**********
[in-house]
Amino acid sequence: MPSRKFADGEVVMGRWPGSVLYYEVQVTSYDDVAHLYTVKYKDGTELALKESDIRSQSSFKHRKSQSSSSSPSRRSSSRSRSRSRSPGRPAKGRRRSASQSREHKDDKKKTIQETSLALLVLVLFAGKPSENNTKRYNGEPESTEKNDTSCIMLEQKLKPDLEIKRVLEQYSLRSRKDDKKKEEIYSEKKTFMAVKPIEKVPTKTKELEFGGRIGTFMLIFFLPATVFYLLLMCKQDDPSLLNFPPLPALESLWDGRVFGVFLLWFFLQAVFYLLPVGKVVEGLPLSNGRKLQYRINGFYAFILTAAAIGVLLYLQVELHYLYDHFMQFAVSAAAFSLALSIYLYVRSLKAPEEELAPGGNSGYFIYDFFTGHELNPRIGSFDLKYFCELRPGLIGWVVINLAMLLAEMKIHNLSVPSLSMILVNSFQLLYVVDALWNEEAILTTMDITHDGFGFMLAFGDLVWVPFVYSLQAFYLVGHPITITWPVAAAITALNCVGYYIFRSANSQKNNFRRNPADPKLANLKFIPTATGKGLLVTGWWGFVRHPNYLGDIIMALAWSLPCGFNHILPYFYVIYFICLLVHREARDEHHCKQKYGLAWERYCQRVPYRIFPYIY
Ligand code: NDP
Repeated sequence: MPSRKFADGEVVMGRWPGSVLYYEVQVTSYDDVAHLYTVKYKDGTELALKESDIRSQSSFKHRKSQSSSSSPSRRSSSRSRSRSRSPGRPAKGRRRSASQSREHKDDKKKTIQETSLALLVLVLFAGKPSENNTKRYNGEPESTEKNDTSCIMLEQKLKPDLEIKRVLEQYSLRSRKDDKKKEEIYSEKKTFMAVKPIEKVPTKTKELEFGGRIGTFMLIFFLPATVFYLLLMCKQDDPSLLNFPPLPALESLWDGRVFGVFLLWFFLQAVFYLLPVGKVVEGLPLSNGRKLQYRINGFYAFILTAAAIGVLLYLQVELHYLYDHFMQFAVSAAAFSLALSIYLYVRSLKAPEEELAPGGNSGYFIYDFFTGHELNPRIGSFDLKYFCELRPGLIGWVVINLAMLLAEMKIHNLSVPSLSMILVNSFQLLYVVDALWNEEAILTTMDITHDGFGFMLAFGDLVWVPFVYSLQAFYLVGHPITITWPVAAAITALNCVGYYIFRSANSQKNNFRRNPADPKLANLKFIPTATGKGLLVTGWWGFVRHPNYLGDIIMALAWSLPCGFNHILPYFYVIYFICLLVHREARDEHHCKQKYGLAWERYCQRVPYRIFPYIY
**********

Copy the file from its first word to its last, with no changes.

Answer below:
[in-house]
Amino acid sequence: MPSRKFADGEVVMGRWPGSVLYYEVQVTSYDDVAHLYTVKYKDGTELALKESDIRSQSSFKHRKSQSSSSSPSRRSSSRSRSRSRSPGRPAKGRRRSASQSREHKDDKKKTIQETSLALLVLVLFAGKPSENNTKRYNGEPESTEKNDTSCIMLEQKLKPDLEIKRVLEQYSLRSRKDDKKKEEIYSEKKTFMAVKPIEKVPTKTKELEFGGRIGTFMLIFFLPATVFYLLLMCKQDDPSLLNFPPLPALESLWDGRVFGVFLLWFFLQAVFYLLPVGKVVEGLPLSNGRKLQYRINGFYAFILTAAAIGVLLYLQVELHYLYDHFMQFAVSAAAFSLALSIYLYVRSLKAPEEELAPGGNSGYFIYDFFTGHELNPRIGSFDLKYFCELRPGLIGWVVINLAMLLAEMKIHNLSVPSLSMILVNSFQLLYVVDALWNEEAILTTMDITHDGFGFMLAFGDLVWVPFVYSLQAFYLVGHPITITWPVAAAITALNCVGYYIFRSANSQKNNFRRNPADPKLANLKFIPTATGKGLLVTGWWGFVRHPNYLGDIIMALAWSLPCGFNHILPYFYVIYFICLLVHREARDEHHCKQKYGLAWERYCQRVPYRIFPYIY
Ligand code: NDP
Repeated sequence: MPSRKFADGEVVMGRWPGSVLYYEVQVTSYDDVAHLYTVKYKDGTELALKESDIRSQSSFKHRKSQSSSSSPSRRSSSRSRSRSRSPGRPAKGRRRSASQSREHKDDKKKTIQETSLALLVLVLFAGKPSENNTKRYNGEPESTEKNDTSCIMLEQKLKPDLEIKRVLEQYSLRSRKDDKKKEEIYSEKKTFMAVKPIEKVPTKTKELEFGGRIGTFMLIFFLPATVFYLLLMCKQDDPSLLNFPPLPALESLWDGRVFGVFLLWFFLQAVFYLLPVGKVVEGLPLSNGRKLQYRINGFYAFILTAAAIGVLLYLQVELHYLYDHFMQFAVSAAAFSLALSIYLYVRSLKAPEEELAPGGNSGYFIYDFFTGHELNPRIGSFDLKYFCELRPGLIGWVVINLAMLLAEMKIHNLSVPSLSMILVNSFQLLYVVDALWNEEAILTTMDITHDGFGFMLAFGDLVWVPFVYSLQAFYLVGHPITITWPVAAAITALNCVGYYIFRSANSQKNNFRRNPADPKLANLKFIPTATGKGLLVTGWWGFVRHPNYLGDIIMALAWSLPCGFNHILPYFYVIYFICLLVHREARDEHHCKQKYGLAWERYCQRVPYRIFPYIY